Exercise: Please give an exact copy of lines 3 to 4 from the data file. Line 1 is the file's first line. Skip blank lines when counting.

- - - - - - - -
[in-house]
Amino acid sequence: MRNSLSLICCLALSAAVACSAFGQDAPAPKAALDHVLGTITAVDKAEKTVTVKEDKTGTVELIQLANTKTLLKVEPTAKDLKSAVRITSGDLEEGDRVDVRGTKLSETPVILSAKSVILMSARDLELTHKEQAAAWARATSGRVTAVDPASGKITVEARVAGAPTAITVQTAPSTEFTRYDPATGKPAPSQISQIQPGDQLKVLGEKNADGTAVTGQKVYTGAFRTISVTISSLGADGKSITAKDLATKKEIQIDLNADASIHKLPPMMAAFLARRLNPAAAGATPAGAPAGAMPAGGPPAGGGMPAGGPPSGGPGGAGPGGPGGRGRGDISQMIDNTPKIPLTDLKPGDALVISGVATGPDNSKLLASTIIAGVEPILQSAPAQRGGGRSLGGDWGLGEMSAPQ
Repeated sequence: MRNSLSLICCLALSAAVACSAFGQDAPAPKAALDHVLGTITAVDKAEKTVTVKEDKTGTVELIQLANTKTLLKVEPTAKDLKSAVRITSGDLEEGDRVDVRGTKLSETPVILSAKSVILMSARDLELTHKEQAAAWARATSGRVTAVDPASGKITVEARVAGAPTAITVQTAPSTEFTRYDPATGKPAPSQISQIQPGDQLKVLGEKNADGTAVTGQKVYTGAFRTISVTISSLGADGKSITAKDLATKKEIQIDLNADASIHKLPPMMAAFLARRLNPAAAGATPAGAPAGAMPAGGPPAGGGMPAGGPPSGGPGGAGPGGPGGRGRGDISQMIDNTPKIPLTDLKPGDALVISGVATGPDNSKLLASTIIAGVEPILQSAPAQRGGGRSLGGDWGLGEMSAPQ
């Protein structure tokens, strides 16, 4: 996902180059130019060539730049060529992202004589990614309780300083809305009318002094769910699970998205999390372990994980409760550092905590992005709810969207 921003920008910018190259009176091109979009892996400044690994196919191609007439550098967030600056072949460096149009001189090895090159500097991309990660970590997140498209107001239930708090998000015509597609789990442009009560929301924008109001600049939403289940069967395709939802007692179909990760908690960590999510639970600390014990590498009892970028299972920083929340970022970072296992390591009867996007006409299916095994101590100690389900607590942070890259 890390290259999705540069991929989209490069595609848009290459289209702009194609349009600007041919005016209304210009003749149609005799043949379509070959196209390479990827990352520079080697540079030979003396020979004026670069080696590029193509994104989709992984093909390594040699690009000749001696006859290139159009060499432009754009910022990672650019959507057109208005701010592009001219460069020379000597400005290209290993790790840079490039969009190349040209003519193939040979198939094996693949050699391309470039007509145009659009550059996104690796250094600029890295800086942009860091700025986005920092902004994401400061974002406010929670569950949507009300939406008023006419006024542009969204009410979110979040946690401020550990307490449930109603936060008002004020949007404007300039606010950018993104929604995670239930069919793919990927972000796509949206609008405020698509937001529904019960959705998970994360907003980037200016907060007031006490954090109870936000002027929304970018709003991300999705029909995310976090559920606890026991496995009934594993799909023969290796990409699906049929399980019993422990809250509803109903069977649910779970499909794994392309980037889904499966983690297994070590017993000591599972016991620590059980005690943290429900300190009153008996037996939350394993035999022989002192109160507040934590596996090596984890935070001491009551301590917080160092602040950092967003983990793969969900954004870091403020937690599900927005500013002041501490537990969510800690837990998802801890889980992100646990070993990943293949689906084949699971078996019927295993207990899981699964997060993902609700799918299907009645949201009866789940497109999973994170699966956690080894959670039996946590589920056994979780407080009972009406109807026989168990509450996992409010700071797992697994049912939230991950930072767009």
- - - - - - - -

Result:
Repeated sequence: MRNSLSLICCLALSAAVACSAFGQDAPAPKAALDHVLGTITAVDKAEKTVTVKEDKTGTVELIQLANTKTLLKVEPTAKDLKSAVRITSGDLEEGDRVDVRGTKLSETPVILSAKSVILMSARDLELTHKEQAAAWARATSGRVTAVDPASGKITVEARVAGAPTAITVQTAPSTEFTRYDPATGKPAPSQISQIQPGDQLKVLGEKNADGTAVTGQKVYTGAFRTISVTISSLGADGKSITAKDLATKKEIQIDLNADASIHKLPPMMAAFLARRLNPAAAGATPAGAPAGAMPAGGPPAGGGMPAGGPPSGGPGGAGPGGPGGRGRGDISQMIDNTPKIPLTDLKPGDALVISGVATGPDNSKLLASTIIAGVEPILQSAPAQRGGGRSLGGDWGLGEMSAPQ
């Protein structure tokens, strides 16, 4: 996902180059130019060539730049060529992202004589990614309780300083809305009318002094769910699970998205999390372990994980409760550092905590992005709810969207 921003920008910018190259009176091109979009892996400044690994196919191609007439550098967030600056072949460096149009001189090895090159500097991309990660970590997140498209107001239930708090998000015509597609789990442009009560929301924008109001600049939403289940069967395709939802007692179909990760908690960590999510639970600390014990590498009892970028299972920083929340970022970072296992390591009867996007006409299916095994101590100690389900607590942070890259 890390290259999705540069991929989209490069595609848009290459289209702009194609349009600007041919005016209304210009003749149609005799043949379509070959196209390479990827990352520079080697540079030979003396020979004026670069080696590029193509994104989709992984093909390594040699690009000749001696006859290139159009060499432009754009910022990672650019959507057109208005701010592009001219460069020379000597400005290209290993790790840079490039969009190349040209003519193939040979198939094996693949050699391309470039007509145009659009550059996104690796250094600029890295800086942009860091700025986005920092902004994401400061974002406010929670569950949507009300939406008023006419006024542009969204009410979110979040946690401020550990307490449930109603936060008002004020949007404007300039606010950018993104929604995670239930069919793919990927972000796509949206609008405020698509937001529904019960959705998970994360907003980037200016907060007031006490954090109870936000002027929304970018709003991300999705029909995310976090559920606890026991496995009934594993799909023969290796990409699906049929399980019993422990809250509803109903069977649910779970499909794994392309980037889904499966983690297994070590017993000591599972016991620590059980005690943290429900300190009153008996037996939350394993035999022989002192109160507040934590596996090596984890935070001491009551301590917080160092602040950092967003983990793969969900954004870091403020937690599900927005500013002041501490537990969510800690837990998802801890889980992100646990070993990943293949689906084949699971078996019927295993207990899981699964997060993902609700799918299907009645949201009866789940497109999973994170699966956690080894959670039996946590589920056994979780407080009972009406109807026989168990509450996992409010700071797992697994049912939230991950930072767009």